Republicans Block Democratic Attempt to Force Public Issa Apology on House Floor (Updated) (Video)
Posted at 6:02 p.m. on March 13, 2014
(Bill Clark/CQ Roll Call File Photo)
Updated 8:12 p.m. | Republicans once again blocked a Democratic resolution demanding a House floor apology from Oversight and Government Reform Chairman Darrell Issa for silencing Rep. Elijah E. Cummings last week during an IRS hearing.
The nearly party line vote to table the privileged resolution came after a theatrical display of protest on the floor, with Democrats refusing to give up on the issue.
“This was not just a violation of Mr. Issa’s treatment of Mr. Cummings,” said Rep. Dan Kildee, D-Mich., a freshman lawmaker who introduced the resolution on Thursday. “My resolution was about Mr. Issa’s offense against the House.”
“If we don’t enforce the rules,” Kildee said, “where do we go?”
As Kildee and his Democratic colleagues offered the resolution, they defiantly held pictures of Issa making the throat-cutting motion, displaying the image on iPads, iPhones and paper. A floor procedure kerfuffle, in which a new House precedent may have been established, ensued.
Presiding officer Mike Simpson, R-Idaho, insisted that that “House will not proceed” as long as Democrats continued to hold up their iPads displaying the image.
“Regular order would be putting the iPads down,” Simpson said.
When Alcee Hastings, D-Fla., made a parliamentary inquiry as to where in the House rules it stated members could not hold up iPads, Simpson said the ruling was at the discretion of the chair.
Democrats moaned, but eventually, begrudgingly, put down their iPads and iPhones. (Rules Committee ranking Democrat Louise M. Slaughter quietly held up her phone even after Simpson’s ruling.)
Members continued holding up the pictures that Democrats had printed out, but Simpson wasn’t having that either.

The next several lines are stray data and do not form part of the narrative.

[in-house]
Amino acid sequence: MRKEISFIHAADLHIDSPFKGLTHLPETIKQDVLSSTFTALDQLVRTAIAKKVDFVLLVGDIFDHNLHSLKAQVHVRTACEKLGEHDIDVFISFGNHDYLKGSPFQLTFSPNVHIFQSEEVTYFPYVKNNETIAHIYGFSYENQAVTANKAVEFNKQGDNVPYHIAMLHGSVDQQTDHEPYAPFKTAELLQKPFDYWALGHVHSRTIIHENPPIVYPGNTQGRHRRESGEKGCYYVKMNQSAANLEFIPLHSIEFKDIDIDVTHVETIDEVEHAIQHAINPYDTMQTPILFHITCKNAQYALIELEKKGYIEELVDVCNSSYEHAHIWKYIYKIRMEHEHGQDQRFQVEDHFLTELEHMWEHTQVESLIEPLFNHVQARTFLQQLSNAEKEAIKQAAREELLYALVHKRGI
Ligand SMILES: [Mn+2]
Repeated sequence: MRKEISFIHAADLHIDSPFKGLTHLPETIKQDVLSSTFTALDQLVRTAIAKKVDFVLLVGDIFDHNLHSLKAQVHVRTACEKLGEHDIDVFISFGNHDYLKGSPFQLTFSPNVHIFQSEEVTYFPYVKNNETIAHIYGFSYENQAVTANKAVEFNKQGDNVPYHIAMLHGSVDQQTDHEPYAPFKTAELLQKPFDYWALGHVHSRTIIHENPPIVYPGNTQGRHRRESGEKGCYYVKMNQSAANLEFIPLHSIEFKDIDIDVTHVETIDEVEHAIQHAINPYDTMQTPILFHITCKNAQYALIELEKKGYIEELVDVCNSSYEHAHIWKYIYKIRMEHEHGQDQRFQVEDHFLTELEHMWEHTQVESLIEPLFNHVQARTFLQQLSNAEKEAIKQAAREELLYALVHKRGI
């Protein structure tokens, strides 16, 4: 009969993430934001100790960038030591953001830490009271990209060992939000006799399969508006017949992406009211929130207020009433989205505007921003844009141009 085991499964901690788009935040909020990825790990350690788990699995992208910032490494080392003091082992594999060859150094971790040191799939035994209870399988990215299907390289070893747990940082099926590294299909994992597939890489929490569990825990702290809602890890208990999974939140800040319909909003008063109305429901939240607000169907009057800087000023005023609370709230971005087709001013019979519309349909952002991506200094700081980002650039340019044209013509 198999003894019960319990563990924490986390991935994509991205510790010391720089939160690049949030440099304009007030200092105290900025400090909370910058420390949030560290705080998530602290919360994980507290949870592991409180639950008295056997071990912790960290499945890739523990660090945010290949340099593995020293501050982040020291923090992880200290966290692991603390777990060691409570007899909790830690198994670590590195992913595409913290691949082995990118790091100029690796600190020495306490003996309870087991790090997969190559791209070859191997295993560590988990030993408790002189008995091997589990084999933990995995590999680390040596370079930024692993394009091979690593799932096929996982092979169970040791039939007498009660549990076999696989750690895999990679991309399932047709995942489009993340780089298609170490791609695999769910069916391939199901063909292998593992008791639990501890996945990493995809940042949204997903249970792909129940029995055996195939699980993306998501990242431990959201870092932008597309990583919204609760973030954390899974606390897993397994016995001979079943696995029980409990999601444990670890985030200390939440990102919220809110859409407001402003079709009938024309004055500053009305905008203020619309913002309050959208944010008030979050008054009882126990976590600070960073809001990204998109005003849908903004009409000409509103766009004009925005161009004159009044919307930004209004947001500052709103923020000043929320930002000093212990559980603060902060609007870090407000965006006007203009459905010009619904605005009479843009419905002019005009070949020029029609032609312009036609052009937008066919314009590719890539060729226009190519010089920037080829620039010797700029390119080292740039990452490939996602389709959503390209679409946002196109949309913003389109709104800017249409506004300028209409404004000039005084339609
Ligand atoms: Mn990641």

The presiding officer declared that “only the member under recognition can hold up the display,” and eventually, after the theatrics and rules were settled, the Democrats put down their pictures and offered the resolution.
Majority Leader Eric Cantor, R-Va., promptly moved to table it, both sides screamed a voice vote, a roll call vote was ordered, and the House voted 217-173 in favor of tabling the resolution, with six Republicans and four Democrats voting present. (The present votes came from the nine members of the Ethics Committee and Issa. The Ethics Committee may yet have to consider the issue.)
(On Thursday evening, a spokesman for Speaker John A. Boehner, R-Ohio, reiterated Boehner’s continued support for Issa.)
One Democrat, Rep. Nick Rahall of West Virginia, voted with Republicans in favor of tabling.
While Democrats offered the resolution, Cummings quietly sat separated from his Democratic colleagues beside Rep. James P. Moran, D-Va. As the vote took place, Cummings quickly and quietly slipped out of the chamber.
Issa already apologized personally to Cummings, the ranking member of Issa’s panel, last week, and Cummings accepted the apology.
But that’s not enough for many of Cummings’ colleagues.
“Ranking Member Cummings accepted Chairman Issa’s apology, but it is clear that the Chairman has violated House rules and seriously offended a lot of other Members of Congress in the process, and they are not satisfied with the way he is conducting the committee,” a Democratic committee aide told CQ Roll Call.
Democrats could continue to offer similar resolutions, trying to grab more headlines and increasingly paint Issa as a chairman tyrant, but Republicans look poised to just as quickly shelve the resolutions and move on.
Fellow Oversight and Government Reform Committee colleague Gerrold Connolly, D-Va., hopes Democrats continue to press the issue.
“Even if Elijah didn’t want us to do this, this is on behalf of the institution,” Connolly told CQ Roll Call after the vote, adding that he hopes House GOP leaders ultimately decide to push Issa to make amends publicly.